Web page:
Anticlimactic, aside from the classic Ebony & Ivory sketch and a great as usual performance by Michael Davis.  Olivia Newton-John didn't really contribute a whole lot to the show besides three okay music performances, and Graham Chapman's appearance was a little disappointing.  The last half of the show is also weighed down by weaker material; while nothing is truly awful (even the weak sketches are over with quickly), it's a largely forgettable show that gets a boost from one very good sketch.


  • Ebony & Ivory
  • Michael Davis


  • SNL Newsbreak aside from Eddie Murphy
  • Buzz Words
  • Sports Organ Classics

MVP Eddie Murphy & Joe Piscopo



  • Robin Duke: 2 appearances [The Pig Meets Olivia, Sandy's Curse]
  • Christine Ebersole: 2 appearances [SNL Newsbreak, Sandy's Curse]
  • Mary Gross: 4 appearances [I Married A Monkey, Pearly Gates, SNL Newsbreak, Sandy's Curse]
  • Tim Kazurinsky: 5 appearances [Ebony & Ivory, I Married A Monkey, Pearly Gates, SNL Newsbreak, Buzz Words]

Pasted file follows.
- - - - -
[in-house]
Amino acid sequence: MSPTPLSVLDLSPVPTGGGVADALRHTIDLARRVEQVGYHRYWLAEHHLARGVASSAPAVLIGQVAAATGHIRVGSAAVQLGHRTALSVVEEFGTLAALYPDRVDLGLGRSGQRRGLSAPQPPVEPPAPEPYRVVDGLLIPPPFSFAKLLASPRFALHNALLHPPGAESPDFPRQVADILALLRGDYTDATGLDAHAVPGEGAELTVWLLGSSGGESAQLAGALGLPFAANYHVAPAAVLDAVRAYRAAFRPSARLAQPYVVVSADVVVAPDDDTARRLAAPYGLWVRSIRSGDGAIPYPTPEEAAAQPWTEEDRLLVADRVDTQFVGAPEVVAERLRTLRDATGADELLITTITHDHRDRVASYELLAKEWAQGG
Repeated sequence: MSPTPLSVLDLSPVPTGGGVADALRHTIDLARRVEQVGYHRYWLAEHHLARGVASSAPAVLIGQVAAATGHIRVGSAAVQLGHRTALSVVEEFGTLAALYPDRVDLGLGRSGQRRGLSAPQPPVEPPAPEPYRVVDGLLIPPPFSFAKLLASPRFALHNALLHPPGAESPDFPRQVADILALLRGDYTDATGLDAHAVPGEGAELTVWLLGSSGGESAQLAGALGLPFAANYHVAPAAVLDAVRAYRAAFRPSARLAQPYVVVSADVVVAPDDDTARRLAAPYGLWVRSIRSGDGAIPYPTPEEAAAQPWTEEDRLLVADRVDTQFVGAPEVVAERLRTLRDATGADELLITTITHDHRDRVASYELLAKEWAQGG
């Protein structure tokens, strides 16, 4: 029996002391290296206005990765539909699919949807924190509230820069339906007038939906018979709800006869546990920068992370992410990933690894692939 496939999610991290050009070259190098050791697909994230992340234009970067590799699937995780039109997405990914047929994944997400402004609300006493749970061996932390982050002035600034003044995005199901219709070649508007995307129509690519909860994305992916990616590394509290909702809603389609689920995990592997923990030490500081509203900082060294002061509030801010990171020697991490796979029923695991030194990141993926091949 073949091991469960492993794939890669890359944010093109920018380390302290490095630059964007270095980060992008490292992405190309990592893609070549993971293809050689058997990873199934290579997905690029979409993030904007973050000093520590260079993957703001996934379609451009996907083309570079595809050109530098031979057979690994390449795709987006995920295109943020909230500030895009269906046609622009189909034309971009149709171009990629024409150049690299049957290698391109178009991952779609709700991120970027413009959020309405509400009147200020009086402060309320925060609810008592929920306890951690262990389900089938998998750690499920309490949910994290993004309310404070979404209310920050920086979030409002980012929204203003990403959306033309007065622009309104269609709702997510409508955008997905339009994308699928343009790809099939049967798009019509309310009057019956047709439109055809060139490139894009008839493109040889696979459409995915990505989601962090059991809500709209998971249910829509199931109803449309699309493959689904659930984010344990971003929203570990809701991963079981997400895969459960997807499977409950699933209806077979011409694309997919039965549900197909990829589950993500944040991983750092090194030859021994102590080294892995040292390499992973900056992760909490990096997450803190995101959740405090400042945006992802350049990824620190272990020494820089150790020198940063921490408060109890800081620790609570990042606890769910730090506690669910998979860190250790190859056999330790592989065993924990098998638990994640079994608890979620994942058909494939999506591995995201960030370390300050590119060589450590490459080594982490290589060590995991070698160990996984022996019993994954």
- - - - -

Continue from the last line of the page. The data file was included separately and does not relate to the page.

• Eddie Murphy: 3 appearances [Ebony & Ivory, SNL Newsbreak, Buzz Words]
  • Joe Piscopo: 5 appearances [Ebony & Ivory, Pearly Gates, SNL Newsbreak, Buzz Words, Sports Organ Classics]; 1 voiceover [Not A Record Ad]
  • Tony Rosato: 4 appearances [Ebony & Ivory, Pearly Gates, Sandy's Curse, Sports Organ Classics] 

featured player

  • Brian Doyle-Murray: 4 appearances [Pearly Gates, SNL Newsbreak, Sandy's Curse, Sports Organ Classics]

crew and extras 

  • John Murray: 1 appearance [Sports Organ Classics]
  • Liz Welch: 1 appearance [Sports Organ Classics]
  • Akira Yoshimura: 1 appearance [SNL Newsbreak]


  • Olivia Newton-John: 6 appearances [The Pig Meets Olivia, "Physical", "Make A Move On Me", SNL Newsbreak, Sandy's Curse, "Landslide"]
  • Graham Chapman: 2 appearances [Pearly Gates, SNL Newsbreak]
  • The SNL Band: 3 appearances ["Physical", "Make A Move On Me", "Landslide"]
  • Michael Davis: 1 appearance [Guest Performance]


  • August 21, 1982

Additional screen captures from this episode can be found here.

I will be doing a final post about the season and cast in general shortly.